Something eerily quiet has taken over the streets of Miami: missing are the sounds of timbales, strings, horns and vocals, which have been silenced by the coronavirus outbreak.
The closure of restaurants, clubs and other venues goes deeper than the loss of income for local musicians who take part in the live performances that provide that special sazón that gives this city its unique flavor.
“The other day I passed by Calle Ocho at 7 p.m. and it made me sad because everything was closed and there were only two or three people walking. That is one of the most bustling neighborhoods in Miami,” said Luis Bofill, a popular singer, musician and band leader in the Spanish music scene.
“This year started so well, I couldn’t believe it,” he said. “I had a full calendar until October. Suddenly everything fell through. The clubs canceled the shows until further notice,” said Bofill whose most recent public performance was on March 8 at the Carnival on the Mile event in Coral Gables.
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For two decades, Bofill has animated evenings in practically every Miami club where Cuban music is played. Lately he was playing at Neme Gastro Bar in the Shenandoah neighborhood and Ball & Chain in Little Havana. At Neme, a more intimate space, he was accompanied by a smaller group of musicians but at Ball & Chain he went on stage with an orchestra.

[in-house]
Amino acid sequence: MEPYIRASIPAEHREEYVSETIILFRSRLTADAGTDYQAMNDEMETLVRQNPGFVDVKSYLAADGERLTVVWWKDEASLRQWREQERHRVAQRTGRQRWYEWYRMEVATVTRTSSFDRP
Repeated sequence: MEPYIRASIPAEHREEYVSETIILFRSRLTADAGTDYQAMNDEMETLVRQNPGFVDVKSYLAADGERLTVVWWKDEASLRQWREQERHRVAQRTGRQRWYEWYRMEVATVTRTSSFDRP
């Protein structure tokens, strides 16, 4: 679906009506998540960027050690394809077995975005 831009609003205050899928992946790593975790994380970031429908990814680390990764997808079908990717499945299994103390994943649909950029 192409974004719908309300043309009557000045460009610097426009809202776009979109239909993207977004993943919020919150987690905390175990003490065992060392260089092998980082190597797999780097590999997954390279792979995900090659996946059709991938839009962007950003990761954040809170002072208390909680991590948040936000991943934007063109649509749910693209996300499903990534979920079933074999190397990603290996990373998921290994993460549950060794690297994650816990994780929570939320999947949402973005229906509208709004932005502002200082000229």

Now all those artists are unemployed.
“At first many called me and I said I don’t have a job either,” said Bofill, adding that this inability to perform is the most serious since he arrived in Miami in the mid-1990s.
“The smallest clubs will not survive if they do not receive federal aid. Many of these musicians have family, and the truth is that musicians, in general, do not have many savings. They usually live day by day,” he said.
Longtime singer Carlos Oliva — whose work alongside his Los Sobrinos del Juez band offers what has come to be called “the Miami sound” — faces a similar situation.
His calendar was packed with big events like the Calle Ocho Carnival and The Youth Fair, which were canceled in March, and Cuba Nostalgia, which probably won’t be held in May. He also had been booked for the Full Moon Party at Islamorada and several private galas, which will not take place for now.
Oliva pointed out that each canceled gig not only affected the eight musicians tied to the band but also the sound engineer and two other people who are responsible for collecting the equipment when they come off the stage.
Oliva, who is listed as the owner of the corporation for the band, can apply for help for the loss of income as a small business owner. However, because the musicians are self-employed, financial aid for them would be on an individual basis.
“A musician who works the four weekends of the month, would earn approximately $1,500, at a rate of $300 or so per job,” Oliva said, estimating the loss of income.